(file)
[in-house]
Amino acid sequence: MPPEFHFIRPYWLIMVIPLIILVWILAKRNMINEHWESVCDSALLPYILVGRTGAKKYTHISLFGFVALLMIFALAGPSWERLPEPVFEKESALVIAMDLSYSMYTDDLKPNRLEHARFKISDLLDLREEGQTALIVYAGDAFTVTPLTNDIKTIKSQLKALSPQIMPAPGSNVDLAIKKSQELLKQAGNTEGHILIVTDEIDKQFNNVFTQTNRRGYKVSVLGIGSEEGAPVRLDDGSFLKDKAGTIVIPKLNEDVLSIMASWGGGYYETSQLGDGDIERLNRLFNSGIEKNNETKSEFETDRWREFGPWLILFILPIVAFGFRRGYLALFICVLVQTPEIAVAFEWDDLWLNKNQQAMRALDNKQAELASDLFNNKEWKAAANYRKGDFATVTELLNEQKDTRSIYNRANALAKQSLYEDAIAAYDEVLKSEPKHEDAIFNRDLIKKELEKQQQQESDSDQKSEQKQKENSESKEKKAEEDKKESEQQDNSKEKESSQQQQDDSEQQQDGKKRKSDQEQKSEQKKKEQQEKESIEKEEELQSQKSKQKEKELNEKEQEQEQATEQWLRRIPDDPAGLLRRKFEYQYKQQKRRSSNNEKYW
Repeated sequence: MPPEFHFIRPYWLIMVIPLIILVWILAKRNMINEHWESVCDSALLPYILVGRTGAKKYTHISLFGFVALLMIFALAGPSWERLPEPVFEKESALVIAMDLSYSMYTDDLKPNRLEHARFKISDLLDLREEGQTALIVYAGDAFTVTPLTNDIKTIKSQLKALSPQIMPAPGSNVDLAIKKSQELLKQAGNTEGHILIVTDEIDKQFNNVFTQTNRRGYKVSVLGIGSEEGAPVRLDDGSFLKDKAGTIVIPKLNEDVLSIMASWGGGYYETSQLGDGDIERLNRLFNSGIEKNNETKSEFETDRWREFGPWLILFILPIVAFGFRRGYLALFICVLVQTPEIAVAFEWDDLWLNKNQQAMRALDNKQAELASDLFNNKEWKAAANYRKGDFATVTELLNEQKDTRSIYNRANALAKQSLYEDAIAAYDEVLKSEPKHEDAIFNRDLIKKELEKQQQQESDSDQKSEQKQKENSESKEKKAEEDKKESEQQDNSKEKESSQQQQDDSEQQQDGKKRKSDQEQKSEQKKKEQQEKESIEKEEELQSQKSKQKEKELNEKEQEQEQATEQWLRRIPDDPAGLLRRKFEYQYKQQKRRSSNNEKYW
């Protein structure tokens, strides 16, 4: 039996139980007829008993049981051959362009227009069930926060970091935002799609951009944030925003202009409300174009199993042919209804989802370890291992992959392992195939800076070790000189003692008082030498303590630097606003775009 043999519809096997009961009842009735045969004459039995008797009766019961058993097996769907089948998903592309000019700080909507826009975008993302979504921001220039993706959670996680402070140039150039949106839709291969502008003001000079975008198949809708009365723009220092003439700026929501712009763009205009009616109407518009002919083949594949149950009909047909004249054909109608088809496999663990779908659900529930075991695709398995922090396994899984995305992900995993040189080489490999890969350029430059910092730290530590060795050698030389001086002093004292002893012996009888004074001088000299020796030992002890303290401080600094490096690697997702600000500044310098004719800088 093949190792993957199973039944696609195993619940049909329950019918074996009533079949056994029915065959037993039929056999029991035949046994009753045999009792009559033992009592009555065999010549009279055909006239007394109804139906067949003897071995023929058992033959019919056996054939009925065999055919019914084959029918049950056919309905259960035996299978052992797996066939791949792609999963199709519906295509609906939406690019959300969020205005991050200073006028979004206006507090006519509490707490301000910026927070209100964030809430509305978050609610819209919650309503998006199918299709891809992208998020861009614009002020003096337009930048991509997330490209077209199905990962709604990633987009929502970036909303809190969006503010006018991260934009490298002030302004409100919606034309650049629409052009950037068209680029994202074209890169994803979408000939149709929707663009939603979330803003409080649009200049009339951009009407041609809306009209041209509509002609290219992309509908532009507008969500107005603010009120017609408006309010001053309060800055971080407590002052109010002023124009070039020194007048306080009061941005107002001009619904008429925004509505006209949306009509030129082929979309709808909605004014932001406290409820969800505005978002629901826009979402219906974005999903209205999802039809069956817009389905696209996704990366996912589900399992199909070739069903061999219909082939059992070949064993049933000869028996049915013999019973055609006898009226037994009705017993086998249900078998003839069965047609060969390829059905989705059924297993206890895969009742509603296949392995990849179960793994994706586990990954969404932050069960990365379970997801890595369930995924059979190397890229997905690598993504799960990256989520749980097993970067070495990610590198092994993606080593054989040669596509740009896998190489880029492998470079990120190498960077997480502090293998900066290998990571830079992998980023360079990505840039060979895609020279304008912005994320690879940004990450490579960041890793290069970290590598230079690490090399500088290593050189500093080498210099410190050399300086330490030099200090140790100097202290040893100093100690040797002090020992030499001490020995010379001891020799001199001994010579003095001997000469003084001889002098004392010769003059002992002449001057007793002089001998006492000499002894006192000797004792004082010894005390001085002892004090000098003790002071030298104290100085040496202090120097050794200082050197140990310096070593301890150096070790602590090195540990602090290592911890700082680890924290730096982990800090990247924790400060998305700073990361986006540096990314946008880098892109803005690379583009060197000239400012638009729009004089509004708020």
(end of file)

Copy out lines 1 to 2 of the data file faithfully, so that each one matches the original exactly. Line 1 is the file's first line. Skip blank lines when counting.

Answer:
[in-house]
Amino acid sequence: MPPEFHFIRPYWLIMVIPLIILVWILAKRNMINEHWESVCDSALLPYILVGRTGAKKYTHISLFGFVALLMIFALAGPSWERLPEPVFEKESALVIAMDLSYSMYTDDLKPNRLEHARFKISDLLDLREEGQTALIVYAGDAFTVTPLTNDIKTIKSQLKALSPQIMPAPGSNVDLAIKKSQELLKQAGNTEGHILIVTDEIDKQFNNVFTQTNRRGYKVSVLGIGSEEGAPVRLDDGSFLKDKAGTIVIPKLNEDVLSIMASWGGGYYETSQLGDGDIERLNRLFNSGIEKNNETKSEFETDRWREFGPWLILFILPIVAFGFRRGYLALFICVLVQTPEIAVAFEWDDLWLNKNQQAMRALDNKQAELASDLFNNKEWKAAANYRKGDFATVTELLNEQKDTRSIYNRANALAKQSLYEDAIAAYDEVLKSEPKHEDAIFNRDLIKKELEKQQQQESDSDQKSEQKQKENSESKEKKAEEDKKESEQQDNSKEKESSQQQQDDSEQQQDGKKRKSDQEQKSEQKKKEQQEKESIEKEEELQSQKSKQKEKELNEKEQEQEQATEQWLRRIPDDPAGLLRRKFEYQYKQQKRRSSNNEKYW